Lord Cullen published his report into the future of FAIs
One of Scotland's most senior judges is recommending a radical overhaul of the system of Fatal Accident Inquiries.
Lord Cullen, the former lord president, said FAIs should no longer be held in court buildings and sheriffs and lawyers should not wear wigs and gowns.
The government-commissioned review also said it should be possible to hold FAIs into Scottish residents who die abroad.
But it stopped short of recommending that deaths of service personnel abroad should be subject to such inquiries.
Lord Cullen, who led public inquiries into the Piper Alpha disaster and the Dunblane shootings, said: "My aim has been to set out practical measures for a system for inquiry into fatalities that is effective, efficient and fair."
He recommended the setting up of a central FAI team which would be led by an advocate depute or a senior prosecutor.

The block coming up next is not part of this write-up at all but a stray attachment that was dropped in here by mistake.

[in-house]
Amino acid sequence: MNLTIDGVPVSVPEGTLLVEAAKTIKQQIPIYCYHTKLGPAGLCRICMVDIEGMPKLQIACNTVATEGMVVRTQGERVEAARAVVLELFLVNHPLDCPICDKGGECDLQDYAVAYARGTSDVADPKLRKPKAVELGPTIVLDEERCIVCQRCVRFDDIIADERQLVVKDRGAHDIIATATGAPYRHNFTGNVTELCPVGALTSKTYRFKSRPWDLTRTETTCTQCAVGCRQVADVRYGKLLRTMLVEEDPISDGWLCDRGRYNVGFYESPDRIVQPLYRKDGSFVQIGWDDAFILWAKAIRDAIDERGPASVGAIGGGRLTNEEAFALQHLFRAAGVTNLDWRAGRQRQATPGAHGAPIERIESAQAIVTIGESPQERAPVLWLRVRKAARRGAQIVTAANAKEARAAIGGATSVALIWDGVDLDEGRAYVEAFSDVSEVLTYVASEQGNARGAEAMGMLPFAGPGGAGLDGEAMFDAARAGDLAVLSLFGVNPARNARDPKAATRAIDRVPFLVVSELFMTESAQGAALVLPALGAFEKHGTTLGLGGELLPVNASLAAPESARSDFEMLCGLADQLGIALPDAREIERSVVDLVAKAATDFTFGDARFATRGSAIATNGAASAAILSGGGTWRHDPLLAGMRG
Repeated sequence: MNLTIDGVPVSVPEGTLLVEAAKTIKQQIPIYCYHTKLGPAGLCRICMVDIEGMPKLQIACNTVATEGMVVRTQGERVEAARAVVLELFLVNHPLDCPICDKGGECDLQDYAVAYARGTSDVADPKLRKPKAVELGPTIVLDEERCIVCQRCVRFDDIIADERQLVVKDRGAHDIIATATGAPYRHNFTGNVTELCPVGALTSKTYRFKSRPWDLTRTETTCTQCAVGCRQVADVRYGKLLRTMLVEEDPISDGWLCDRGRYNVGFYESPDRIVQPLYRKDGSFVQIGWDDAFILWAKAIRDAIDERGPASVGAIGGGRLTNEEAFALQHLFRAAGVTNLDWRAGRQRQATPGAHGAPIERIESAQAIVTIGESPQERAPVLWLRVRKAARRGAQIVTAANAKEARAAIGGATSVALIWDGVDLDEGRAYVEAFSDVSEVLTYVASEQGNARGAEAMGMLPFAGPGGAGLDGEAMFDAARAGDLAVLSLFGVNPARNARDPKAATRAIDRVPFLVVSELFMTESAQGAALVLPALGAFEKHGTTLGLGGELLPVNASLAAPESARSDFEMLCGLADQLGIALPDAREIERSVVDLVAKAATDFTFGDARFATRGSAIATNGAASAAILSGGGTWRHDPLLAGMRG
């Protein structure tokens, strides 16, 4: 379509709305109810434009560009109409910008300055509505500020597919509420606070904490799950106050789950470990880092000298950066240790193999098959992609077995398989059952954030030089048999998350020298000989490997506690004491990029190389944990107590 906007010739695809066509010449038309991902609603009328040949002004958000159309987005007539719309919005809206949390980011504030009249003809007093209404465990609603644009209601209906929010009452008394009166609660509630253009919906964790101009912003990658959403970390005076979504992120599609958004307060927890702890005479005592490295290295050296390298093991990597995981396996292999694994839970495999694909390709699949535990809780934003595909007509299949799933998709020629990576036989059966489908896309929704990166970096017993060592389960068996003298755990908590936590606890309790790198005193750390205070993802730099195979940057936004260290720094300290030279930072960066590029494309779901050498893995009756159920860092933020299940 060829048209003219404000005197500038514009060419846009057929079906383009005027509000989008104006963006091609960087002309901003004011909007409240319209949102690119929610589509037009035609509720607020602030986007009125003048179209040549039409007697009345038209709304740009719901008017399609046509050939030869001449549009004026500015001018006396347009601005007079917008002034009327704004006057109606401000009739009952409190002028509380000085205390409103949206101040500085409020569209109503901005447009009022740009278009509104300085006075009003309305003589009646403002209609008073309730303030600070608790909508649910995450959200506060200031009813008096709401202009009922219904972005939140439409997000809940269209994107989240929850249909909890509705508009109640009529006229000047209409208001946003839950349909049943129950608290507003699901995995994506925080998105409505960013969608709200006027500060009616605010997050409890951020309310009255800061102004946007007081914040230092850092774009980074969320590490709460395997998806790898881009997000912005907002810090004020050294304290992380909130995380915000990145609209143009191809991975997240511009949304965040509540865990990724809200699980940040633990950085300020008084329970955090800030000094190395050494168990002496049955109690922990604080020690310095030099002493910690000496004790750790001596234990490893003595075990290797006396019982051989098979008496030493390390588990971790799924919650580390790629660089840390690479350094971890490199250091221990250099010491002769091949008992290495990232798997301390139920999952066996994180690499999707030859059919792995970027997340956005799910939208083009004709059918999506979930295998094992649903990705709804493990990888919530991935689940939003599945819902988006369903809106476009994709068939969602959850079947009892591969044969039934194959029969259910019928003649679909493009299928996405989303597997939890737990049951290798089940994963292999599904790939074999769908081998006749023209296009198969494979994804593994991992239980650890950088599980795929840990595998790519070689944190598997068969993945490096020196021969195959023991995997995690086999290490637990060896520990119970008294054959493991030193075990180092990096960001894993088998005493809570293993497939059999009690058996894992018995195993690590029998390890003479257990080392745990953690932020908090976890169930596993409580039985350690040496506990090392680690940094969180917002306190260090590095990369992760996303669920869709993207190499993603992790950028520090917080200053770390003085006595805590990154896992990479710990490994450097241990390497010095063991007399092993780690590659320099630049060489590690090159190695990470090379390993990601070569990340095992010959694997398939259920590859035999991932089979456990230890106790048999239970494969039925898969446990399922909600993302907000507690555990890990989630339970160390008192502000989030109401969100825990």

It would ensure that adequate FAI training is given to procurators fiscal.
In his report, Lord Cullen provided a general outline of the current legislation and examined the main features of an FAI and the case for change.
Lord Cullen, whose review began in June 2008, also considered the types of cases which would be suitable, the procedure of an FAI and how its conclusions should be reported.
The judge consulted the public as part of his work and received 84 written responses, 63 from official bodies and 21 from individuals.
FAIs are public inquiries into fatal accidents, such as the death of a person at work or in legal custody.
They are also conducted where deaths are suspicious or unexplained and give rise to serious public concern.
Their purpose is to establish the time, the place and cause of a death, but they do not attribute blame or guilt in either the civil or criminal sense.
There are between 35 and 80 fatal accident inquiries each year.